Tradesmen are problem-solvers. We all have "Aha!" moments – those instants of clarity and understanding when you see the solution to your problem, right in front of you. Burt Weinstein has made a career of such moments. The big difference between him and the rest of us is that he patents his solutions and turns them into innovative products that help solve everyone else's problems. "Inventing is simply identifying a need and then fixing it," he explains. "The trick is to identify the need."
An engineer by trade, Weinstein is a "professional" inventor. Over the years he's produced an amazing variety of tools that carpenters rely on today, like board straighteners, doweling jigs, and pocket-hole jigs. In the 1950s, he created a shop tool that combined a table saw, lathe, drill press, and disc sander in one unit. "I sold that patent to Toolcraft for $2,000," he says. "It seemed like a lot of money at the time."
He's created so many useful, practical products, you've probably got one in your toolbox – or in your sports closet or workout room. He holds patents on ski bindings, exercise machines, boating equipment, even medical devices.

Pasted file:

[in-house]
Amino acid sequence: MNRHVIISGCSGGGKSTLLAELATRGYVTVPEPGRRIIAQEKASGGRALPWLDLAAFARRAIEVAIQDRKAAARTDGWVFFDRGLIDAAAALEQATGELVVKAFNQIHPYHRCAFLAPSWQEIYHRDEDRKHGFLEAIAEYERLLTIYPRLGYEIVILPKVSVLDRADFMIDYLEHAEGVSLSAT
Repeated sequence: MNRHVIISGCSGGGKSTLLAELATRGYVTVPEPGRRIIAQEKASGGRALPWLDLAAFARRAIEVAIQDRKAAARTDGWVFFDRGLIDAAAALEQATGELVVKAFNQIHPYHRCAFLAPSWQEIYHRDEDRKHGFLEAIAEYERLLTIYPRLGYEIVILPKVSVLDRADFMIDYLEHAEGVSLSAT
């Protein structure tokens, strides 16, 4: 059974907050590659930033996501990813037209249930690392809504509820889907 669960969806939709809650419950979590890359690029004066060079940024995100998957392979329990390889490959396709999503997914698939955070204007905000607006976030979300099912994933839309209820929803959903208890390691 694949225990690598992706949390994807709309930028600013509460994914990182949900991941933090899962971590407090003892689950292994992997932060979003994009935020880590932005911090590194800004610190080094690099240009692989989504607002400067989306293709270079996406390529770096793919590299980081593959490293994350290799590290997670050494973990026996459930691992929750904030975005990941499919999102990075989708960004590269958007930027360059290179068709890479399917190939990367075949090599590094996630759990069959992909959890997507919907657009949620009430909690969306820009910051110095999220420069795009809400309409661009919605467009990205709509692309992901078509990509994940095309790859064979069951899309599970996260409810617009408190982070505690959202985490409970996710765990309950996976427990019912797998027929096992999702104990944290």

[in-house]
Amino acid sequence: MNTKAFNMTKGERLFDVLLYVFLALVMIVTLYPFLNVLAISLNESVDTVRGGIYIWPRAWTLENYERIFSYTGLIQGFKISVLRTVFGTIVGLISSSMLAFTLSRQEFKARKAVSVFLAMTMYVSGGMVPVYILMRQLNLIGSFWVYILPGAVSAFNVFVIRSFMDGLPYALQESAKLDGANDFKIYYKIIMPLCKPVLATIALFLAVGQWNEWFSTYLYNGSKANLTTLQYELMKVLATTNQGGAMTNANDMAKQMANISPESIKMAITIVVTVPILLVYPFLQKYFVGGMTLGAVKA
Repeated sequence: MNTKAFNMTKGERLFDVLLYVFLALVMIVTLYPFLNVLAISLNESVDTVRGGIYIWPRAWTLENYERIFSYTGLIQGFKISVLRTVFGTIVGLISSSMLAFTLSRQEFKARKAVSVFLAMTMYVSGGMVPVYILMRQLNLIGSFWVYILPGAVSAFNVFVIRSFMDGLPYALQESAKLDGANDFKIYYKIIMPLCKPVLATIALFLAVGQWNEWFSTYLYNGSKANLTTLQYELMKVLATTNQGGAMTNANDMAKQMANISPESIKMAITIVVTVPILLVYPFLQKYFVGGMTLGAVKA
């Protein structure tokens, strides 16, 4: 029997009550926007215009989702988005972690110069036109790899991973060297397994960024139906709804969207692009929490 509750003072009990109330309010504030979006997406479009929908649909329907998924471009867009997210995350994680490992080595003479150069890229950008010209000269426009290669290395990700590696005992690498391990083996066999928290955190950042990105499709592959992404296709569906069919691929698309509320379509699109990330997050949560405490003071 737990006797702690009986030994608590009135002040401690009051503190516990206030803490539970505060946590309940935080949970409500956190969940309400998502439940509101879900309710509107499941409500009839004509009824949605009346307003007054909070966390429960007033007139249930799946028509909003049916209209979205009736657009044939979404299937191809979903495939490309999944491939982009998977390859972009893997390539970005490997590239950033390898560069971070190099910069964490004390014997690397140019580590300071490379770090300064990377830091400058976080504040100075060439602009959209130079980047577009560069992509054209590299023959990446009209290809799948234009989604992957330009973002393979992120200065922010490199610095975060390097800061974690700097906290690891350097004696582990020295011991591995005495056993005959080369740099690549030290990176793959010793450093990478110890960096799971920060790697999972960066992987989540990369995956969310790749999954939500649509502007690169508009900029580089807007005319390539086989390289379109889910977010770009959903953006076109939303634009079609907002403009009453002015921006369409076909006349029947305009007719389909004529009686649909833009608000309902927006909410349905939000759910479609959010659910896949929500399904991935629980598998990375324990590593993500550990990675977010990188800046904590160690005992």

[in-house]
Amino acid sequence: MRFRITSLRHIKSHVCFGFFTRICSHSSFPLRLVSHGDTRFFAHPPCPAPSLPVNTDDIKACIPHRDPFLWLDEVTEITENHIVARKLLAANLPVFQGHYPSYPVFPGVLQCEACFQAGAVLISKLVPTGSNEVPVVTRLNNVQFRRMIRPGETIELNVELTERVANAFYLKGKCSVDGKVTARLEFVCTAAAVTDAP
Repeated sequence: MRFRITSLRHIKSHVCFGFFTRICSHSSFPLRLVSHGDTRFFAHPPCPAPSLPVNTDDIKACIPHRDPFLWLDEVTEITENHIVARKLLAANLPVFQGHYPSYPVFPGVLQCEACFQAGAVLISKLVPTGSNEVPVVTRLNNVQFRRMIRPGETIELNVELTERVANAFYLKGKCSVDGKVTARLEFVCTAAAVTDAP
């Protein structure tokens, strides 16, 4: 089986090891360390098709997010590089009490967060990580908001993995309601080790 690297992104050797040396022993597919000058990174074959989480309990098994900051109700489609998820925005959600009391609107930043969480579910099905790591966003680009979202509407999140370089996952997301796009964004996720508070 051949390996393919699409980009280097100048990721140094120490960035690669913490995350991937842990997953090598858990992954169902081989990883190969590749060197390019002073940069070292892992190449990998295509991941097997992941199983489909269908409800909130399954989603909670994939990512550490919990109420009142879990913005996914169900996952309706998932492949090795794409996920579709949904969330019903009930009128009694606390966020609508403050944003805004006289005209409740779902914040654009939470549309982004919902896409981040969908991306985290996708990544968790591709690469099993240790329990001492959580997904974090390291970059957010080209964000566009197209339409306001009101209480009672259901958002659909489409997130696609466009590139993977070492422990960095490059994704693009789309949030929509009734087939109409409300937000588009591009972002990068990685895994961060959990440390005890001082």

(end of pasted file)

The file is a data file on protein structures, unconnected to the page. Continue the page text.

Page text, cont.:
Although retired, he's still brainstorming new tools of the trade. Most are marketed by General Tools & Instruments, which bought his company several years ago. Recently, he developed a unique one-piece aluminum dovetail jig, the Dovetailer, which has already won industry praise as a practical, inexpensive solution to a familiar woodworking challenge.
His advice for other would-be inventors? "Don't get emotionally attached to your idea," he says, "and don't think for a minute that someone else hasn't already thought of it."
– Mike Morris